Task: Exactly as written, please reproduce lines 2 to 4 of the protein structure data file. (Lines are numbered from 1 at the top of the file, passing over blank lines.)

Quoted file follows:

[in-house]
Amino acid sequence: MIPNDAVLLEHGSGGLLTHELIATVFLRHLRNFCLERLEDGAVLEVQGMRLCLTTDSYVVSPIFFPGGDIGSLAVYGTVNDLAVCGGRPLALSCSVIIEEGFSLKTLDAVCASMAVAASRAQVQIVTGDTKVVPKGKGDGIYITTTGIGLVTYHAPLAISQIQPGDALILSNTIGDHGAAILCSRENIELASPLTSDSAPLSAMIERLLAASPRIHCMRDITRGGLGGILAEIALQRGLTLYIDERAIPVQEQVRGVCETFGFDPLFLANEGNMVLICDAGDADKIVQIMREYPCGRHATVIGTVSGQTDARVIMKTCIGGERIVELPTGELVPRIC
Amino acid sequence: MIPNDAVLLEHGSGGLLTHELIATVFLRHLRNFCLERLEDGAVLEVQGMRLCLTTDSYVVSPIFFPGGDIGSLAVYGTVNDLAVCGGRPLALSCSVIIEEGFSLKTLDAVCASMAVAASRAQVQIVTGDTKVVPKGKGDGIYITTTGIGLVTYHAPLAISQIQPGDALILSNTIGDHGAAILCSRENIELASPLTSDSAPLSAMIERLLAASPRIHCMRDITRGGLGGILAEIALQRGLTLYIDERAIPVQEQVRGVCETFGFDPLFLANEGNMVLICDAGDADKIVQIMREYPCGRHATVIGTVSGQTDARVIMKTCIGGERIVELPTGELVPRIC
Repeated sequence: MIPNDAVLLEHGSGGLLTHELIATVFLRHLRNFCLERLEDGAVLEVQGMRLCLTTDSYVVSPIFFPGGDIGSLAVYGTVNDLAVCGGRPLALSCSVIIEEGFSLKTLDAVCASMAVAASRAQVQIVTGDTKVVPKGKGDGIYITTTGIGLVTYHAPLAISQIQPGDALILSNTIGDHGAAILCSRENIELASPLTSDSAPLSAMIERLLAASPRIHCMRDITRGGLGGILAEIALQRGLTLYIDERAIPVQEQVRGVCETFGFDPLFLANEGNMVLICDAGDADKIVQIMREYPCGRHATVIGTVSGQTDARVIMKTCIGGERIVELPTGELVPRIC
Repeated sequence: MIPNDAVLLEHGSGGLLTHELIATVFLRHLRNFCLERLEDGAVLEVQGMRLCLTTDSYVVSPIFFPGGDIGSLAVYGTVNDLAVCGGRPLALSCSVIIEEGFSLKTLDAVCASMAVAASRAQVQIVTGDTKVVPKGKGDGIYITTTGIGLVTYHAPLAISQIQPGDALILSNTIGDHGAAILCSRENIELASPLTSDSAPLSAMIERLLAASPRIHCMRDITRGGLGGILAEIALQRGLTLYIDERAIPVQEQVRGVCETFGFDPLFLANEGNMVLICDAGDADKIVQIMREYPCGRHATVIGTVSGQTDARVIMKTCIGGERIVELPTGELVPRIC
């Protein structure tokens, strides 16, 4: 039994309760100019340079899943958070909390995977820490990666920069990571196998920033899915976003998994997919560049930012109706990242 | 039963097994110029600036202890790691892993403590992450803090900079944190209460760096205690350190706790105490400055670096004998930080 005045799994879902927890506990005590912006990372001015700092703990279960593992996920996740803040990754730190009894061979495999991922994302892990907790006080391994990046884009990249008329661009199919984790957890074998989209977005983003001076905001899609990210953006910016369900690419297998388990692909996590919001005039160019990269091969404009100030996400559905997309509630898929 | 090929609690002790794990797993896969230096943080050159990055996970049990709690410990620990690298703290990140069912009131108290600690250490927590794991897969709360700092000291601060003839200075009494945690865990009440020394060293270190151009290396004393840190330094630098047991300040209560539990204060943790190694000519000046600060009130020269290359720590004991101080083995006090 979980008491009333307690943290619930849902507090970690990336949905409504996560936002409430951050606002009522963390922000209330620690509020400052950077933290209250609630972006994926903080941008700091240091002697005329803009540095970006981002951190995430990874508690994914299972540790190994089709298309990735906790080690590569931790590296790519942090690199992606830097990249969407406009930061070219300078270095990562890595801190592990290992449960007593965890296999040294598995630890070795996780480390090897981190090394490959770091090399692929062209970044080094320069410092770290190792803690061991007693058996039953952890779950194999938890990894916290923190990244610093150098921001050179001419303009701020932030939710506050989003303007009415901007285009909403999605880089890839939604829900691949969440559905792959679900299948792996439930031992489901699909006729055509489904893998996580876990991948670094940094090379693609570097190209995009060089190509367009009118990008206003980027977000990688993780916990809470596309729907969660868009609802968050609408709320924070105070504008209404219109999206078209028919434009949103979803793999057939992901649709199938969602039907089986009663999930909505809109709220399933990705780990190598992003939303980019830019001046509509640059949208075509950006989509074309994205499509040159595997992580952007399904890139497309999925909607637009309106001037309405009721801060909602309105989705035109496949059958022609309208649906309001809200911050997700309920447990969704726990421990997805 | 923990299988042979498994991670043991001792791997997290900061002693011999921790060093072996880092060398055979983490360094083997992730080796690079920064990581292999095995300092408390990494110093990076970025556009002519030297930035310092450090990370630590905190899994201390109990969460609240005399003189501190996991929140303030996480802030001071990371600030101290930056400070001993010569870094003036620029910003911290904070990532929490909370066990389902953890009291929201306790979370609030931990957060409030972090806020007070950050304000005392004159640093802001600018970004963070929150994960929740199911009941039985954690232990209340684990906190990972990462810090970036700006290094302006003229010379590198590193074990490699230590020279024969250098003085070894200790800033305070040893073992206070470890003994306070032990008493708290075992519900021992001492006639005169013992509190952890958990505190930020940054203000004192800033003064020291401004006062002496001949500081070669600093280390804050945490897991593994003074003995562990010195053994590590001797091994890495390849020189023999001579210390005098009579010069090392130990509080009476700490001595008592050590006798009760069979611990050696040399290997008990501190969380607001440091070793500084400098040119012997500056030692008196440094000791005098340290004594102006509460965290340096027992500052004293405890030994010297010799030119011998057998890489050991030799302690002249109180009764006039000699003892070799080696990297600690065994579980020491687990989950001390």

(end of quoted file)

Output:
Amino acid sequence: MIPNDAVLLEHGSGGLLTHELIATVFLRHLRNFCLERLEDGAVLEVQGMRLCLTTDSYVVSPIFFPGGDIGSLAVYGTVNDLAVCGGRPLALSCSVIIEEGFSLKTLDAVCASMAVAASRAQVQIVTGDTKVVPKGKGDGIYITTTGIGLVTYHAPLAISQIQPGDALILSNTIGDHGAAILCSRENIELASPLTSDSAPLSAMIERLLAASPRIHCMRDITRGGLGGILAEIALQRGLTLYIDERAIPVQEQVRGVCETFGFDPLFLANEGNMVLICDAGDADKIVQIMREYPCGRHATVIGTVSGQTDARVIMKTCIGGERIVELPTGELVPRIC
Amino acid sequence: MIPNDAVLLEHGSGGLLTHELIATVFLRHLRNFCLERLEDGAVLEVQGMRLCLTTDSYVVSPIFFPGGDIGSLAVYGTVNDLAVCGGRPLALSCSVIIEEGFSLKTLDAVCASMAVAASRAQVQIVTGDTKVVPKGKGDGIYITTTGIGLVTYHAPLAISQIQPGDALILSNTIGDHGAAILCSRENIELASPLTSDSAPLSAMIERLLAASPRIHCMRDITRGGLGGILAEIALQRGLTLYIDERAIPVQEQVRGVCETFGFDPLFLANEGNMVLICDAGDADKIVQIMREYPCGRHATVIGTVSGQTDARVIMKTCIGGERIVELPTGELVPRIC
Repeated sequence: MIPNDAVLLEHGSGGLLTHELIATVFLRHLRNFCLERLEDGAVLEVQGMRLCLTTDSYVVSPIFFPGGDIGSLAVYGTVNDLAVCGGRPLALSCSVIIEEGFSLKTLDAVCASMAVAASRAQVQIVTGDTKVVPKGKGDGIYITTTGIGLVTYHAPLAISQIQPGDALILSNTIGDHGAAILCSRENIELASPLTSDSAPLSAMIERLLAASPRIHCMRDITRGGLGGILAEIALQRGLTLYIDERAIPVQEQVRGVCETFGFDPLFLANEGNMVLICDAGDADKIVQIMREYPCGRHATVIGTVSGQTDARVIMKTCIGGERIVELPTGELVPRIC